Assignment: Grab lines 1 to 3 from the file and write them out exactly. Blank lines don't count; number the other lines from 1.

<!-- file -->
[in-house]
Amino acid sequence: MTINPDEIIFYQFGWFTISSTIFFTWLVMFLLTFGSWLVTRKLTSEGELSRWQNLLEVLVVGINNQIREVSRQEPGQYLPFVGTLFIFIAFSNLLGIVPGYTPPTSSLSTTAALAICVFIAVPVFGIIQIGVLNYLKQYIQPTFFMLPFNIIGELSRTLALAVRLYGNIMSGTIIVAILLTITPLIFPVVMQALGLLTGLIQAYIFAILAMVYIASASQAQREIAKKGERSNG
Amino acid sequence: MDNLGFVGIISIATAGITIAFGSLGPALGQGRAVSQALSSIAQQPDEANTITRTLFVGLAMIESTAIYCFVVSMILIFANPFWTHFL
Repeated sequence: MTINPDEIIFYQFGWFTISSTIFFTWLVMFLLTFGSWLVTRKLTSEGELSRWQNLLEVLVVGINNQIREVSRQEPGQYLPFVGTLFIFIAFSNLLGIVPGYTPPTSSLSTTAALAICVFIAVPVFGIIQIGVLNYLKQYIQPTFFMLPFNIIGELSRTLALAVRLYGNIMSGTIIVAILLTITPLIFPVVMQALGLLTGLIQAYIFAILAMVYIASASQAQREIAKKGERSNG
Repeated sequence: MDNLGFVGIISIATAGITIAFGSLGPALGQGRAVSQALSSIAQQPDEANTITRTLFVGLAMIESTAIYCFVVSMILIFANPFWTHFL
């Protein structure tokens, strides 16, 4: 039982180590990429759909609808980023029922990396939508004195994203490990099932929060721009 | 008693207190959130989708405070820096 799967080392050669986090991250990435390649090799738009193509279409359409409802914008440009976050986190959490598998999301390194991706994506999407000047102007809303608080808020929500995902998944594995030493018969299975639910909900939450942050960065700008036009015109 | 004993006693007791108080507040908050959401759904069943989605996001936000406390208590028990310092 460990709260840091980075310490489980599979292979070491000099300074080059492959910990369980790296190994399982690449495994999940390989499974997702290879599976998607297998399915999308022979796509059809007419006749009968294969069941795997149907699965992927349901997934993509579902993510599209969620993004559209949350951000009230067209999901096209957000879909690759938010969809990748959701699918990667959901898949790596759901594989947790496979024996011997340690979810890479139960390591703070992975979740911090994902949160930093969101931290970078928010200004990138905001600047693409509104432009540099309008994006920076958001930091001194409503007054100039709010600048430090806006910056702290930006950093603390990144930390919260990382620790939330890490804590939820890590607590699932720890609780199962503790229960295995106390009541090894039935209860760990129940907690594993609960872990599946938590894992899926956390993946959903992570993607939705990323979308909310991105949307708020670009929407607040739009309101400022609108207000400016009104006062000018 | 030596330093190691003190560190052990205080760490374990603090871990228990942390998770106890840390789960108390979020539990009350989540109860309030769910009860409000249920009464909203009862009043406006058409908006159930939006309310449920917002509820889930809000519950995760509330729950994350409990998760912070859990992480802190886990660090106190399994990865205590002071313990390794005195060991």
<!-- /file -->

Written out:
[in-house]
Amino acid sequence: MTINPDEIIFYQFGWFTISSTIFFTWLVMFLLTFGSWLVTRKLTSEGELSRWQNLLEVLVVGINNQIREVSRQEPGQYLPFVGTLFIFIAFSNLLGIVPGYTPPTSSLSTTAALAICVFIAVPVFGIIQIGVLNYLKQYIQPTFFMLPFNIIGELSRTLALAVRLYGNIMSGTIIVAILLTITPLIFPVVMQALGLLTGLIQAYIFAILAMVYIASASQAQREIAKKGERSNG
Amino acid sequence: MDNLGFVGIISIATAGITIAFGSLGPALGQGRAVSQALSSIAQQPDEANTITRTLFVGLAMIESTAIYCFVVSMILIFANPFWTHFL